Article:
Less favorable socioeconomic conditions, such as low education and low income levels of a teen’s family, may contribute to high teen birth rates. 7 Teens in child welfare systems are at higher risk of teen pregnancy and birth than other groups. For example, young women living in foster care are more than twice as likely to become pregnant than those not in foster care. 8.
53 rows · In , the lowest teen birth rates were reported in the Northeast, while rates were highest Author: Office of Adolescent Health.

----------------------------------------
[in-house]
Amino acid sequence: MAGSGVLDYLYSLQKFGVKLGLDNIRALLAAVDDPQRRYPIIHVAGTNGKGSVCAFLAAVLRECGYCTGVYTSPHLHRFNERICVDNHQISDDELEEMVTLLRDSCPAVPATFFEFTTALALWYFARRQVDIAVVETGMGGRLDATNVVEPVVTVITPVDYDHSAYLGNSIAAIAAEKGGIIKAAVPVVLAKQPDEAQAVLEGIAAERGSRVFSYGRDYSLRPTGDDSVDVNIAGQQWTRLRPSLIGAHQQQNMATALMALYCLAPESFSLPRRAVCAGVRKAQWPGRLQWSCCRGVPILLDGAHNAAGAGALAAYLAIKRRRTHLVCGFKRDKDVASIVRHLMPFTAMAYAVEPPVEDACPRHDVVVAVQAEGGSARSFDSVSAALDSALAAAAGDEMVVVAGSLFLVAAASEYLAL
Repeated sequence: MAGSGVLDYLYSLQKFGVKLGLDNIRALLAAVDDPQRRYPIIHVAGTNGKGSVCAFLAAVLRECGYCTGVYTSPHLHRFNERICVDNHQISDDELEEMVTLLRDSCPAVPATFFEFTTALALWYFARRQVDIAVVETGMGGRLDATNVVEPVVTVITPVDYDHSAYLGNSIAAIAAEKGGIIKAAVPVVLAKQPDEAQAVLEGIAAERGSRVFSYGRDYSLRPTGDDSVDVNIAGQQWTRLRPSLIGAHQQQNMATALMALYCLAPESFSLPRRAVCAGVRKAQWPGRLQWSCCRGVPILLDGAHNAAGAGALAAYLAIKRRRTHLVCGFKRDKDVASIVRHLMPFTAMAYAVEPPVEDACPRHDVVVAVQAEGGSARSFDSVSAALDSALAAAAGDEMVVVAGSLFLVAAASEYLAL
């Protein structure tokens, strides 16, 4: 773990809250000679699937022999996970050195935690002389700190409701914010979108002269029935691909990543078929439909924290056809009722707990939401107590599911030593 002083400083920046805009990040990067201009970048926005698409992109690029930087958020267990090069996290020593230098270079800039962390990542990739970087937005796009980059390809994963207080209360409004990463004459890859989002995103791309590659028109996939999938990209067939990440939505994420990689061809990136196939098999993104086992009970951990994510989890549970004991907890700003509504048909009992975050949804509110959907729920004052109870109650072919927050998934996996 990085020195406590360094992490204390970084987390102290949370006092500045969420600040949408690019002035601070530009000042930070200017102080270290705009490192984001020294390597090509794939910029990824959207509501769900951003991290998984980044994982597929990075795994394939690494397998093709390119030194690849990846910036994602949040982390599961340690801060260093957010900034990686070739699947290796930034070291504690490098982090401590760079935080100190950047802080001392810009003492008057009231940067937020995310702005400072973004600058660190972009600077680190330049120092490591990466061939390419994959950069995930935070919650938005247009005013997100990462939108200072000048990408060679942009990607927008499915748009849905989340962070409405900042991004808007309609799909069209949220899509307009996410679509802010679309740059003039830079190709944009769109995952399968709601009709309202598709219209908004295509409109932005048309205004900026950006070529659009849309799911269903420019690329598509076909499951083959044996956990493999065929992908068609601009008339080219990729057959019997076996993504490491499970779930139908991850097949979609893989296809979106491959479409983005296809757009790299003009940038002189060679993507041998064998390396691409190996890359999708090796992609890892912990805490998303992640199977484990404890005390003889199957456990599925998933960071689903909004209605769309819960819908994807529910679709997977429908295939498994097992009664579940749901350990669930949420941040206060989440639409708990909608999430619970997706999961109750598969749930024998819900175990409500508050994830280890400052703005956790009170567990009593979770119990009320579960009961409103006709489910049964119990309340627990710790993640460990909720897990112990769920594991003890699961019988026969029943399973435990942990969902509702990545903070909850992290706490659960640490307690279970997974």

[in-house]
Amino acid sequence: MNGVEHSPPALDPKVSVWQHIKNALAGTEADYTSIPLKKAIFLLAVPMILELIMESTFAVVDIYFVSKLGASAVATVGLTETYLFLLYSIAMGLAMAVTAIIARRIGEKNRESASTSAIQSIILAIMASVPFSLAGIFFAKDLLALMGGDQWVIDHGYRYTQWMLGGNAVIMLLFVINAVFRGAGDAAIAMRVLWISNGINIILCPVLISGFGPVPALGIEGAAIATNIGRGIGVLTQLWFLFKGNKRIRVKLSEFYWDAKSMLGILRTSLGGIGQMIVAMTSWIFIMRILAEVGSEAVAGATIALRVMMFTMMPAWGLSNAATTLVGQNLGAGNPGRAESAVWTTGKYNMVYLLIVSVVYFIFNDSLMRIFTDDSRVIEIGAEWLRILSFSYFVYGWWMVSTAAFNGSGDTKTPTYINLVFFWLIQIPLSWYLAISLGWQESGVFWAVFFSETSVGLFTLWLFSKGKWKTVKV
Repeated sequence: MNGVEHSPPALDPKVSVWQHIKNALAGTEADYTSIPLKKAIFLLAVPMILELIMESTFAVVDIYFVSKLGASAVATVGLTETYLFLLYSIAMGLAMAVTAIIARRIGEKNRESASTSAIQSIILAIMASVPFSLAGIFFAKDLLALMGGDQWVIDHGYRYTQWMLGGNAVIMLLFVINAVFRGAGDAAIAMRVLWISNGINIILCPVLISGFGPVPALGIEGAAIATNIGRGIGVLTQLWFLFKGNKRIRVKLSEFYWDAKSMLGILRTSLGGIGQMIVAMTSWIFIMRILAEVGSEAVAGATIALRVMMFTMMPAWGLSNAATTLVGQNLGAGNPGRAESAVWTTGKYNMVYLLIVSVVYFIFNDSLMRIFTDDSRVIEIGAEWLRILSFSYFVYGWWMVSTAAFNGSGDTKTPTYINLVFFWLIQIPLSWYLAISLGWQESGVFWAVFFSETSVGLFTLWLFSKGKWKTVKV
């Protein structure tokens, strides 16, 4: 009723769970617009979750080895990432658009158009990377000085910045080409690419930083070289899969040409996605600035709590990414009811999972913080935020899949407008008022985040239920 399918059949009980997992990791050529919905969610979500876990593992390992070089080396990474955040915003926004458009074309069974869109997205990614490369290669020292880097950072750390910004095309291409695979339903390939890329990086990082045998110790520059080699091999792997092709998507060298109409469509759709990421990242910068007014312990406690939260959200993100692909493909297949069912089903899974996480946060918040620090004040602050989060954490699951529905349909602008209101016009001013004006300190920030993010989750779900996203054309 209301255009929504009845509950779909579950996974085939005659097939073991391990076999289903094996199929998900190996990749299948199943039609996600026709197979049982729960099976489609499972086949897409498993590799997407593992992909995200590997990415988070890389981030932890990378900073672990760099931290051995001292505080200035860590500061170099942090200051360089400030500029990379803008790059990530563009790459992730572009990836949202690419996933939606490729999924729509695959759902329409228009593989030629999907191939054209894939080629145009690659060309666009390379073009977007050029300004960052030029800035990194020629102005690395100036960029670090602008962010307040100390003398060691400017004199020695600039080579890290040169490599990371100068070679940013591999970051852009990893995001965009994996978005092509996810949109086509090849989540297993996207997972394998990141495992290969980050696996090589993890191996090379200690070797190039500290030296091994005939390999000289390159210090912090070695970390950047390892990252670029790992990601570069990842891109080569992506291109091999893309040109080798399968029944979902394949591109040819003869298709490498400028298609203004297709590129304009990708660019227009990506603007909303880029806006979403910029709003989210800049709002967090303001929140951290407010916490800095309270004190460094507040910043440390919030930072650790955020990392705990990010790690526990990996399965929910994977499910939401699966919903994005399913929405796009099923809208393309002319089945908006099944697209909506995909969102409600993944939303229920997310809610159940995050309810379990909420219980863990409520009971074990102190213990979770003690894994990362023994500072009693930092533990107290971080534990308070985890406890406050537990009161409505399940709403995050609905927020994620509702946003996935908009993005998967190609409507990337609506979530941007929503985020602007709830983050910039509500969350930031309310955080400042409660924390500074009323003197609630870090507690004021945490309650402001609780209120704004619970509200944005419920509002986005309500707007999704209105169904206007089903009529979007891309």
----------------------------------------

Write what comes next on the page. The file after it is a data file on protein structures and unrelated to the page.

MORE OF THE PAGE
Although teen pregnancy rates have declined in recent decades, the U.S. rate is still one of the highest in the developed world. By tracking the changing health care landscape and providing quality data and policy analysis, the Guttmacher Institute strives to shed light on U.S. teen pregnancy and on the social and economic factors that contribute to it.
Differences by state do not take into account other state specific population characteristics that may affect the level of the birth characteristic. When the number of events is small, differences by state may be unreliable due to instability in rates.